Dental cleaning, also known as prophylaxis or scaling, is a common dental procedure that involves removing plaque and tartar from the teeth. While most people tolerate this procedure well, some may experience discomfort or pain during or after the cleaning.
One reason why dental cleaning may be painful is because it involves scraping the teeth with a sharp instrument called a scaler. This instrument is designed to remove plaque and tartar from the teeth, but it can also cause irritation to the gums and the tooth enamel. If the scaler is not used properly, it may cause the gums to bleed or the tooth enamel to become damaged, which can lead to discomfort or pain.
Another reason why dental cleaning may be painful is because it can cause temporary sensitivity to cold or hot foods and drinks. When plaque and tartar are removed from the teeth, the underlying tooth enamel may become exposed. This can cause the teeth to become more sensitive to temperature changes, which can be uncomfortable or painful.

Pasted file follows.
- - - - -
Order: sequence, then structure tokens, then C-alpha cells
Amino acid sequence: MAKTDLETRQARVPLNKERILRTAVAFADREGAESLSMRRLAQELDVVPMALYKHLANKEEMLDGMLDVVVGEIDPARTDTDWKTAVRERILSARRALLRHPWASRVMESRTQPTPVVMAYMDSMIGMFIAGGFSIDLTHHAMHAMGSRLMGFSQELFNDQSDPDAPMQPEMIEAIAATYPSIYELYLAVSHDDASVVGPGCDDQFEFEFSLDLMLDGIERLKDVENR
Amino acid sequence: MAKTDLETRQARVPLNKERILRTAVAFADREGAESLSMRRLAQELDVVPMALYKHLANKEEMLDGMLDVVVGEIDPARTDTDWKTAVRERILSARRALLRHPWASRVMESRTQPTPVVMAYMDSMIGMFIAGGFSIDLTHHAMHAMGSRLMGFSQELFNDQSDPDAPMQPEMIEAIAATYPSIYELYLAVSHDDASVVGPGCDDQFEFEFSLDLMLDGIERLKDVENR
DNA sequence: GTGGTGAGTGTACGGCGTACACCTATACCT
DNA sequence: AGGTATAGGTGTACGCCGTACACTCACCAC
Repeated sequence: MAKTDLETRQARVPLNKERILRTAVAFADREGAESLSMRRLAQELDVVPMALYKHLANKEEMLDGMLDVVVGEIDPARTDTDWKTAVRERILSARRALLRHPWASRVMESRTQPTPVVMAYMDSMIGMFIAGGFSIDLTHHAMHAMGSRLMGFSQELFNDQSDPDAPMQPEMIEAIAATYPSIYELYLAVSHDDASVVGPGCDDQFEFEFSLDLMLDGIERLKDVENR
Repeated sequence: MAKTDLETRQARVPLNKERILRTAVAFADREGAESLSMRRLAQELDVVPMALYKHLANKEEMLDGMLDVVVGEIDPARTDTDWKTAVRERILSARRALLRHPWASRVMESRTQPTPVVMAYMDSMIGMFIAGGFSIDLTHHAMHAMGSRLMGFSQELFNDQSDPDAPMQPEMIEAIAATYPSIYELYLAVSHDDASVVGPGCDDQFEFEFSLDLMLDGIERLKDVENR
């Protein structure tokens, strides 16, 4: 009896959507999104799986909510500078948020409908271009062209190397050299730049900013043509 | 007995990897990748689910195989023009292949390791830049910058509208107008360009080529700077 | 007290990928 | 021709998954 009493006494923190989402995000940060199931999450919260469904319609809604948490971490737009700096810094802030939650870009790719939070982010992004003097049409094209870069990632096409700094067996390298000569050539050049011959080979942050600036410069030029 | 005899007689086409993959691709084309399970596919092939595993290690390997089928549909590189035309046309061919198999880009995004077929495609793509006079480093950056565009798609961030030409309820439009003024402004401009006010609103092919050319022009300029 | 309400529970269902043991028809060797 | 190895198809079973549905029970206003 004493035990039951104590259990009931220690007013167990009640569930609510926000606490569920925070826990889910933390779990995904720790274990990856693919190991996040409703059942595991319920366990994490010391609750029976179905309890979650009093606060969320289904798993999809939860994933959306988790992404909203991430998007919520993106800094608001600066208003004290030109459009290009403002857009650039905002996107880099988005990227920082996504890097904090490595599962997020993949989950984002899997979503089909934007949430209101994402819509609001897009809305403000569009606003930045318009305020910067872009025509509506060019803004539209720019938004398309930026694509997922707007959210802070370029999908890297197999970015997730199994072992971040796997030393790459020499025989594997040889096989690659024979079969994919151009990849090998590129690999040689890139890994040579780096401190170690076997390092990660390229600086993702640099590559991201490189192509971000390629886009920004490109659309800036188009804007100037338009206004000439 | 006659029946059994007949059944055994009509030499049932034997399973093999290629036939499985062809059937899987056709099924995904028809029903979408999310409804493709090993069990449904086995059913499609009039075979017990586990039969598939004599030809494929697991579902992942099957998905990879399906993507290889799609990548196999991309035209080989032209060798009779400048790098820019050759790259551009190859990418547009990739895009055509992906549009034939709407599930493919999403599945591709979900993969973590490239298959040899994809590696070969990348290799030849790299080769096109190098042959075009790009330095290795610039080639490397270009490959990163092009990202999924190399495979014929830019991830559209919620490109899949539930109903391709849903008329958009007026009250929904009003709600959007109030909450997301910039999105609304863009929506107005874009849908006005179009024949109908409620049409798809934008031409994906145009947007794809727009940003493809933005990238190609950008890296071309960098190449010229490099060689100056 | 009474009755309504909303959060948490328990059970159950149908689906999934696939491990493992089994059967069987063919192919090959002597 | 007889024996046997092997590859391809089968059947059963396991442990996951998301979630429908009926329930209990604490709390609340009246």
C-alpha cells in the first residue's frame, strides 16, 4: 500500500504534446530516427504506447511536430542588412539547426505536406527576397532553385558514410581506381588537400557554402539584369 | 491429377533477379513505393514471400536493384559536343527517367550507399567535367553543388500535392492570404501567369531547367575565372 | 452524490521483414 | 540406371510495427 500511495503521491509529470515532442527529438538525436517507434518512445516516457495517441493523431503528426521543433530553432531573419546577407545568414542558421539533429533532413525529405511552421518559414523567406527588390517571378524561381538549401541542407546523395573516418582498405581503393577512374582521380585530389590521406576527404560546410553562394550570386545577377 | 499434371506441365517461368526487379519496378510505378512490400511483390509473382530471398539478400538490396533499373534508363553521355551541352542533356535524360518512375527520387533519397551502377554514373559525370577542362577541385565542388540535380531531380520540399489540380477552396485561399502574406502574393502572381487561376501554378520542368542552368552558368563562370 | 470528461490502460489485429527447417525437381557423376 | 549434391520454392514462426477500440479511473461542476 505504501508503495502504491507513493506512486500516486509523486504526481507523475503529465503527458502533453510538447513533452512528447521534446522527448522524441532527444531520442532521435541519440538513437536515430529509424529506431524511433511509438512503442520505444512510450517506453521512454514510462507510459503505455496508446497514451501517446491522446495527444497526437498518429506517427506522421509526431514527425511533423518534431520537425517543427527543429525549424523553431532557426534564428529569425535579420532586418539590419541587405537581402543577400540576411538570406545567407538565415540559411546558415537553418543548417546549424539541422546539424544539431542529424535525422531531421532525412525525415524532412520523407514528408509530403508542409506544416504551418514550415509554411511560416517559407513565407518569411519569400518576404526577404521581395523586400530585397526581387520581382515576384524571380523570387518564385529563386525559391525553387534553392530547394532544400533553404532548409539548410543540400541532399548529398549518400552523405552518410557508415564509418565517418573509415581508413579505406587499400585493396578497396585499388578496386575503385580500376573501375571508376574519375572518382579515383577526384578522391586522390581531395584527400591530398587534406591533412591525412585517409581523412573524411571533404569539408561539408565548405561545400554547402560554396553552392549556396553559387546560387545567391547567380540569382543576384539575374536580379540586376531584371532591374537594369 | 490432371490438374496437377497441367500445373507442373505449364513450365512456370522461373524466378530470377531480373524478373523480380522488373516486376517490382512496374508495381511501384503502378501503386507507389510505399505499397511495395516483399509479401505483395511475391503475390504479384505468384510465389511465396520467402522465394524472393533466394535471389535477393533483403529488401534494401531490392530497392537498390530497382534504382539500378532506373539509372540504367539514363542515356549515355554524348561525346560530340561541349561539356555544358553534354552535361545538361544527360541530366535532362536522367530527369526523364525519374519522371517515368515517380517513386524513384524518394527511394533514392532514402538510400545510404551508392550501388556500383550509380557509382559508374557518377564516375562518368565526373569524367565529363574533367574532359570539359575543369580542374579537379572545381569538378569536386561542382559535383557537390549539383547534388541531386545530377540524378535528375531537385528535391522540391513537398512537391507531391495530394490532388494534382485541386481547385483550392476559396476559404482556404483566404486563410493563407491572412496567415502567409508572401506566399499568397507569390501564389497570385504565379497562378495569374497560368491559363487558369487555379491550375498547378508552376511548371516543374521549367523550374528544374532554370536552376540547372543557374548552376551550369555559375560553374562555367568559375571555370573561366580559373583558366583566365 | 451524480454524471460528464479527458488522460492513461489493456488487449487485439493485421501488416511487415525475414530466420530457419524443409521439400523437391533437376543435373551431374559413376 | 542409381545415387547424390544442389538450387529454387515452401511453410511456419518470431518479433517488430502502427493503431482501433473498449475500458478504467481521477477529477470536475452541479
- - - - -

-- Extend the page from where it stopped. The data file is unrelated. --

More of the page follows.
In addition, some people may experience discomfort or pain during dental cleaning if they have underlying dental conditions, such as gum disease or tooth decay. These conditions can cause the gums to become inflamed and sensitive, which can make the cleaning procedure more painful.
If you are experiencing discomfort or pain during dental cleaning, it is important to let your dentist know. They can adjust the cleaning technique or use a desensitizing agent to help reduce sensitivity and discomfort. Additionally, using a soft-bristled toothbrush and avoiding overly hot or cold foods and drinks can help to reduce sensitivity and promote healing after the cleaning.
Overall, while dental cleaning is an important part of maintaining good oral health, some people may experience discomfort or pain during the procedure. If this is the case, it is important to communicate with your dentist and follow their recommendations to help reduce discomfort and promote healing.